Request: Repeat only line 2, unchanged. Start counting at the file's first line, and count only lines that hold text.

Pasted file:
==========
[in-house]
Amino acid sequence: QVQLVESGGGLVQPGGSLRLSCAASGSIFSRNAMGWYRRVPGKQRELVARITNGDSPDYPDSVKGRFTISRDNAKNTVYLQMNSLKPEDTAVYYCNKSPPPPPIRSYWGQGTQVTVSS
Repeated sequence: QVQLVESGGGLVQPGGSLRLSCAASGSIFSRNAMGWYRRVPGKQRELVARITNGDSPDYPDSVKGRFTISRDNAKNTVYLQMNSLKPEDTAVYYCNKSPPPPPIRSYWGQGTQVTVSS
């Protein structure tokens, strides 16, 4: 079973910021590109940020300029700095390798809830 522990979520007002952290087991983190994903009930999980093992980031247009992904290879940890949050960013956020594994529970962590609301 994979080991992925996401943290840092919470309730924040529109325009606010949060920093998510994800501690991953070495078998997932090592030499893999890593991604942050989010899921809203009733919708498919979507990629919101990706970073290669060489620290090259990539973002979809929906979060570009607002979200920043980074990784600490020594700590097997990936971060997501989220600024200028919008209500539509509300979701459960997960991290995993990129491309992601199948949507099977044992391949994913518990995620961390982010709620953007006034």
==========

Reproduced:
Amino acid sequence: QVQLVESGGGLVQPGGSLRLSCAASGSIFSRNAMGWYRRVPGKQRELVARITNGDSPDYPDSVKGRFTISRDNAKNTVYLQMNSLKPEDTAVYYCNKSPPPPPIRSYWGQGTQVTVSS